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Victoria to ban bonus bets at online bookmakers from May 26

Victoria bans bonus bets at online bookmakers

This weekend, Victoria will become the first Australian state to prohibit online bookmakers from offering bonus bets and marketing directly to customers.

The tough new laws are part of the National Consumer Protection Framework, which was created in November last year but has yet to be implemented.

As of Sunday, May 26, licensed bookies cannot promise Victorian punters any kind of inducement to sign up and start betting.

That includes extra credits, bonus bets, improved odds, promotional vouchers, or anything else that might be construed as a reward for registration.


Wagering requirements for free bets are also banned, as gambling operators will no longer have the power to offer existing customers any betting bonus where the winnings cannot be withdrawn as real cash.

Bookies can only market products to customers via direct messaging if they first opt in, while in-site tools that allow punters to set betting limits and close accounts easily are now compulsory.

According to Marlene Kairouz, the state gaming minister, the bonus bet ban and the other new restrictions put Victoria at the forefront of consumer protection in the gambling industry.

“These Australian-first changes are about tightening the rules for online betting operators and empowering consumers to make better choices – and I encourage other states and territories to follow our lead,” she told Fairfax Media.

“Victoria is the first state to sign up to the national framework because it offers greater protection to people who gamble online and gives them practical steps to better manage their gambling.”

The law changes are a direct response to the ever-growing popularity of online sports betting in Australia.




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While poker machines and casino games make up the bulk of the nation’s gaming and wagering losses, lawmakers have appeared more troubled by the relative lack of protection for problem gamblers in the remote sector.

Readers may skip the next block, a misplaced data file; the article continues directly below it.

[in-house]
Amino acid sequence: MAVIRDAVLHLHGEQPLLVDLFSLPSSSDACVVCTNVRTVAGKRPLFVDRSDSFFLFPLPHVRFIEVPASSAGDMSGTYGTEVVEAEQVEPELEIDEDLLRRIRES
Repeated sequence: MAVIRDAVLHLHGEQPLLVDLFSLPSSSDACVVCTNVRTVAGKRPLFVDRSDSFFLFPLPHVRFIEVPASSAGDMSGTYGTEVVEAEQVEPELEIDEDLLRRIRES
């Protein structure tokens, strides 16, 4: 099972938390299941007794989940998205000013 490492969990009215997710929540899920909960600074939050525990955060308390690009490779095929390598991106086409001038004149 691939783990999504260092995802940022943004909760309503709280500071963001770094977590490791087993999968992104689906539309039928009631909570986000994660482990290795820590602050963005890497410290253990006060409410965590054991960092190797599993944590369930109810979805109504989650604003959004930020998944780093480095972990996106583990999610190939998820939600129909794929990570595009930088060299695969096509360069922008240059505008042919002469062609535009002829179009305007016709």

The new framework includes a commitment to creating a nationwide self-exclusion program – a move welcomed by bookmakers and reformists alike.

“Responsible Wagering Australia and its members have been amongst the biggest supporters of stronger protections for online wagering consumers and congratulate the Victorian government for leading the way,” said Stephen Conroy, chief executive of bookie lobby Responsible Wagering Australia.

“These new measures represent a significant enhancement for online wagering customers, and we encourage other state governments to now follow Victoria’s lead, so these measures can be rolled out efficiently and consistently on a national basis.”

Reverend Tim Costello also praised the Victorian government’s initiative, although the head of the Alliance for Gambling Reform added that the job was only half done.

“The most important reform to reduce harm caused by the global online bookmakers would be a complete ban on advertising like what applies to the tobacco industry, but we’re yet to see either side of politics show some courage and embrace that measure,” he said.

Others states, such as New South Wales, have already banned sign-up bonuses and introduced restrictions on gambling advertising, but Victoria is the first to enact the wider-ranging policies of the National Consumer Protection Framework.

It is not yet known how long it will take the rest of the country to follow the Daniel Andrews government’s lead.


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